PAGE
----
does it make sense to buy a boat without an engine and convert it to electric? - Page 2 - SailNet Community
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post #11 of 33 Old 02-23-2010 Thread Starter
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I'm looking for something 35-40' I think. I really liked the Beneteau 37 I saw at the boat show last weekend, but of course I can't afford a new one. And I'm going to be living aboard, since that's the only way I can make it affordable (and it seems like a cool idea). That's why I need the central heat -- I live in Boston.
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post #12 of 33 Old 02-23-2010
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You are aware that the electric motor you'd need to move a 35-40' monohull sailboat is pretty damn big...

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I'm looking for something 35-40' I think. I really liked the Beneteau 37 I saw at the boat show last weekend, but of course I can't afford a new one. And I'm going to be living aboard, since that's the only way I can make it affordable (and it seems like a cool idea). That's why I need the central heat -- I live in Boston.

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post #13 of 33 Old 02-23-2010
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It's a really dumb concept. When the batteries go flat and you're not near a marina that can plug you in then you're effectively done.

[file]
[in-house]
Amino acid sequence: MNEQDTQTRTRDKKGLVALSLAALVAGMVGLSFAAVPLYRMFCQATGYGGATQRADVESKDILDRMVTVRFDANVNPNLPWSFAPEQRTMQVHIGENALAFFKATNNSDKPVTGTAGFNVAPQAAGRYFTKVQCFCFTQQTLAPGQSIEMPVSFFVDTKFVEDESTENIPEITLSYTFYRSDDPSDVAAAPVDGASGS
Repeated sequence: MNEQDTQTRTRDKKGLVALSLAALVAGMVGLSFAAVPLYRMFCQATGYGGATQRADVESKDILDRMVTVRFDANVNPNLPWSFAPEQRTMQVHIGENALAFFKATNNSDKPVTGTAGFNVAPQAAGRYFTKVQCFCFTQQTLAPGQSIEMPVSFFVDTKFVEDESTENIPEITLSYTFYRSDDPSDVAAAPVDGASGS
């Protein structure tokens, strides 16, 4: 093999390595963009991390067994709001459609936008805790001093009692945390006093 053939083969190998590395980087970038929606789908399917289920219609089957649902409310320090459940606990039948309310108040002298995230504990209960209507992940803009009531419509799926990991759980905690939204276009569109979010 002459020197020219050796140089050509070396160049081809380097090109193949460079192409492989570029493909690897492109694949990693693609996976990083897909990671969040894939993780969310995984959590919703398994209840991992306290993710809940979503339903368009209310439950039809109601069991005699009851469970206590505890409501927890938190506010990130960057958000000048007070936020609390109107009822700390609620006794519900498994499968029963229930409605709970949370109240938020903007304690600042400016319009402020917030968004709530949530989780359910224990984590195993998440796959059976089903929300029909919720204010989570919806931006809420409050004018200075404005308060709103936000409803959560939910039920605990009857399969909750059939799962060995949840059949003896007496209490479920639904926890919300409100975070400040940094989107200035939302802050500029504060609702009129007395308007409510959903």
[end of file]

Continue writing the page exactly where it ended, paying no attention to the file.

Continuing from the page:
Diesel you can buy just about anywhere. You can even buy it from other boats in the middle of nowhere if you're lucky.

And when you eventually want to sell the boat you'll really find out the folly of such an idea. You won't be able to give it away.

And as SD says, do you understand the size of electric motor and the resultant battery bank you're going to need for a 35 ft boat? Your boat will be good for nothing more than moving an engine and batteries from one place to another to be recharged.

It's not a coincidence that electric powered yachts are extremely rare. This is not the thoery of relativity we're dealing with here. This is simple stuff. Get another diesel.

I can't believe people are still considering this.


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post #14 of 33 Old 02-24-2010
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Why do the nay-sayers get so mad about people wanting to use electric power for sailboats? Some of the largest boats on the ocean are powered by electric motors!! It is a proven technology and has been around for a century. If your desire is to keep things clean and you stick with the IC motor...try biodiesel. It too has been around in various forms for almost a century (Thanks to DR. G.W.Carver ). It is less toxic than table salt, better for your motor, and in use in the navy, army, coast guard and just about every municipal department in the country....as well as in many mac trucks on the highway. Electric power only makes sense if you really care about the environment more than your wallet. Biod is already cheaper than regular diesel though.... and it is very easy to make
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post #15 of 33 Old 02-24-2010
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"Some of the largest boats on the ocean are powered by electric motors!"